What "We The People" Meant
BYU’s law and corpus linguistics project is helping lawyers, judges, law professors, and students better understand how laws are impacted by changes in language.
Union, justice, tranquility, defence [sic], welfare, and liberty are words in the preamble of the Constitution of the United States. Their meanings may seem clear to you today, but do you know how they were used in 1787 when the document was written? And does a change in meaning really matter?
Where language and law meet, BYU is at the center of a growing movement, and Gordon Smith, dean of BYU’s J. Reuben Clark Law School, says the answer to the second question is yes. “Words have meaning, but meanings change. Knowing what a word means in context is crucial,” he says.
The study of corpus linguistics can shed light on the meaning of words at the time they were used. In modern corpus linguistics, scholars create a massive digital database (or corpus) of texts and then search the corpus for particular terms to see how they are used in context. Having this information in an easily searchable tool is changing the study and practice of law.
“One of the great values corpus linguistics brings to lawyers is that the decision-making process is now more transparent,” Smith says. “You can actually look at how people use words in their natural speech and bring some evidence to bear on the question of ordinary meaning.”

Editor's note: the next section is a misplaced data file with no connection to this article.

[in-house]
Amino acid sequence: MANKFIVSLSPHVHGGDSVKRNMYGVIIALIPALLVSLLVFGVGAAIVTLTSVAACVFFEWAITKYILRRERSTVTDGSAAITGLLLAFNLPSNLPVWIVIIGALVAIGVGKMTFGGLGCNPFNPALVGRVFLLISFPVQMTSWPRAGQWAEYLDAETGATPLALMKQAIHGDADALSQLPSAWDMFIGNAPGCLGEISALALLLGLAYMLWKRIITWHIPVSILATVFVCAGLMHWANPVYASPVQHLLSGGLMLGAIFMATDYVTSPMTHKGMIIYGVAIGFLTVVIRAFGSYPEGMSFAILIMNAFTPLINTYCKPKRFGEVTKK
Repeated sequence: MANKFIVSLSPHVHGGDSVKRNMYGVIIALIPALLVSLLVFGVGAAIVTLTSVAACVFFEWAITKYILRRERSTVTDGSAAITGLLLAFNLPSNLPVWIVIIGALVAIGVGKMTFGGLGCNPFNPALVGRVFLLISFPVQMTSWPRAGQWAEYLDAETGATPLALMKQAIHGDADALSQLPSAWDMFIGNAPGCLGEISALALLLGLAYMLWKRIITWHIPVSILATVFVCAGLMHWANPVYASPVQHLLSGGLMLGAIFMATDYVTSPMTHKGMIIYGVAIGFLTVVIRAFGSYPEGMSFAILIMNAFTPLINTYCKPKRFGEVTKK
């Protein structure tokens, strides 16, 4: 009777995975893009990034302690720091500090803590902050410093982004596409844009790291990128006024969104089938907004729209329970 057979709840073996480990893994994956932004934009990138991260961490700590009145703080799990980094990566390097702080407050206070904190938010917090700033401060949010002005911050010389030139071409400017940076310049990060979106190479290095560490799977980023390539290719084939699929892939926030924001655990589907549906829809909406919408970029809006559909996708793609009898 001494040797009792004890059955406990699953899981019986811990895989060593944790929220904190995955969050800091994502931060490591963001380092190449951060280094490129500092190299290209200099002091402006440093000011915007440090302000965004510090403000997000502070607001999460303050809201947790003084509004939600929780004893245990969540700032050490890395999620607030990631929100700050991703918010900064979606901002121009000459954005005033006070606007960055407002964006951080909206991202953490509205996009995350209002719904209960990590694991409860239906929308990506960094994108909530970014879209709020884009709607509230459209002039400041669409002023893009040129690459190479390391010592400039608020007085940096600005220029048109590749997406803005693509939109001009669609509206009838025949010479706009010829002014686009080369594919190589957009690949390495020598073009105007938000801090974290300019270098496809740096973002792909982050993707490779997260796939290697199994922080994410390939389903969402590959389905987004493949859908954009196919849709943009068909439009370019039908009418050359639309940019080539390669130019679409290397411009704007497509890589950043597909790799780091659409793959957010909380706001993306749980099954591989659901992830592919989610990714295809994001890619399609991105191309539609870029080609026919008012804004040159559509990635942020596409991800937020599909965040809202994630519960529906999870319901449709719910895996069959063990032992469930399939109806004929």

Stephen Mouritsen, a Law School graduate and adjunct professor and a contributor to the project, says, “Dictionaries and intuition are extremely limited, but corpora actually show which of the senses of a term are most common in a specific time period.”
A Successful Startup
Smith says that the Law School’s efforts to build legal corpora started in 2011 and are still in a startup phase. “Funds for almost everything we’ve done so far have been donated,” Smith says. Efforts have been financed by the dean’s discretionary fund and grants given to the Law School. “We are so thankful for the support,” he says.
The law and corpus linguistics efforts at BYU have already included hosting a conference; teaching a first-in-the-nation class on the subject; training on corpora use for lawyers, judges, and other public officials; and assisting faculty members with research.
Smith is working closely with BYU linguistics professors Mark Davies and Bill Eggington, who are leaders in this field. (In fact, Davies’s corpora were cited in a 2011 U.S. Supreme Court ruling.) Smith and a small group of professors and friends are beginning the work of building the Corpus of Founding Era American English (COFEA).
COFEA will include documents from ordinary Americans, the founders, and legal sources from 1760 to 1799 to allow more empirical research on the meaning of the U.S. Constitution. It will house at least 100 million words from letters, diaries, newspapers, broadsides, pamphlets, nonfiction books, sermons, speeches, debates, legal documents, court opinions, and fiction writing.
The corpus will be publicly available for lawyers, judges, professors, students, and everyday citizens who wish to better understand the original meaning of Constitutional words and phrases.